Archive for December 9th, 2007

AG’s Hindraf selective and malicious prosecution – widening crisis of confidence in administration of justice

The Attorney-General Tan Sri Gani Patail should drop the charge of “attempted murder” against the “Batu Caves 31” and abandon the manhunt to charge at least another 30 on the same count as it will result in a new crisis of confidence in the administration of justice over selective and malicious prosecution in the abuse of the Attorney-General’s discretionary prosecution powers.

It is most outrageous and a blot in the Malaysian administration of justice that the Shah Alam Sessions Court could be so harsh, excessive and unconscionable as to accede to the Attorney-General’s outrageous demand to deny bail to the 31 persons charged with the ridiculous offence of attempted murder of a policeman and to send them to Sungai Buloh Prison in the past four days since Thursday.

Sixteen of these 31 had been earlier charged in the Selayang session’s court with being at an illegal assembly in front of Sri Subramaniam Temple at Batu Caves between 1 am and 8 am on Nov. 25, and released on a court bail of RM1,000 each.

They were free for only three days as they were re-arrested for the capital offence of among 31 for the attempted murder of a cop, for which they were not allowed bail and sent to Sungai Buloh Prison pending trail, which could see them being imprisoned for months on end although their guilt has not been established and have their innocence proved at the end of the trial. Read the rest of this entry »


Human Rights Day arrests – police takes off velvet glove to show iron fist

The high-handed and arbitrary police arrests of eight people, including five lawyers, for the peaceful march to mark the International Human Rights Day in Kuala Lumpur this morning has marred the celebration of Human Rights Day and blotted Malaysia’s international image on human rights.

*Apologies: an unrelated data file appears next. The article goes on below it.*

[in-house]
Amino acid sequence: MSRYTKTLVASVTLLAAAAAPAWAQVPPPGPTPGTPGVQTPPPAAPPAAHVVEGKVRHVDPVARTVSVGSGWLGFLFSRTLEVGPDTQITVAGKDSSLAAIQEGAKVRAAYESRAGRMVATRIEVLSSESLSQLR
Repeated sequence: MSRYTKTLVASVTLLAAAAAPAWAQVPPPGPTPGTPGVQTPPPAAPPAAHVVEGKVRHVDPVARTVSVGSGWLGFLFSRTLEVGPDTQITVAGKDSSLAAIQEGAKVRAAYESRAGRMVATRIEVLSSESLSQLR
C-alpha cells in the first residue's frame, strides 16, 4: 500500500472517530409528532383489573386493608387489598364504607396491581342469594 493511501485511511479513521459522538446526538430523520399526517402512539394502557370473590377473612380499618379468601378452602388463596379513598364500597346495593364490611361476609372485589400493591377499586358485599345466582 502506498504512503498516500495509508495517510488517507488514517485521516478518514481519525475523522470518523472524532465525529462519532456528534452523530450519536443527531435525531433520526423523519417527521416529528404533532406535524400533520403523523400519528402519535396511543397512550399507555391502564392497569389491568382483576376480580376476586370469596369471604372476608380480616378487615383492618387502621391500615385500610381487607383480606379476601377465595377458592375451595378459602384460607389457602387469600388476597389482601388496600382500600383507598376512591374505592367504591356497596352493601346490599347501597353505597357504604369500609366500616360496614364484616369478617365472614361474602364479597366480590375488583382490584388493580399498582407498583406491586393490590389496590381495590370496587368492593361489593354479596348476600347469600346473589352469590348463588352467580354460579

The arrest of the eight, including five lawyers, N Surendran, Latheefa Koya, R Sivarasa, Eric Paulsen and Amer Hamzah, and human rights activists Anthony Andu and Norazah Othman in totally unprovoked circumstances is a great shame for the Abdullah premiership, as the some 100 people who had gathered at Sogo Department store in Kuala Lumpur to march to the Central Market in the federal capital clearly posed no threat to anyone, let alone national security, public order or peace.

Why couldn’t the police leave the marchers alone, only taking action if they pose a threat to national order or security, eschewing all forms of police over-reaction which can only add to the list of adverse international publicity which had been piling for Malaysia in recent months.

The police arrests of the eight on International Human Rights Day is doubly ominous for it is a clear symbol that the Abdullah premiership, which had started with the false promise of greater respect for human rights, has finally taken off its velvet glove to show the iron fist within to crush expressions of human rights in the country. Read the rest of this entry »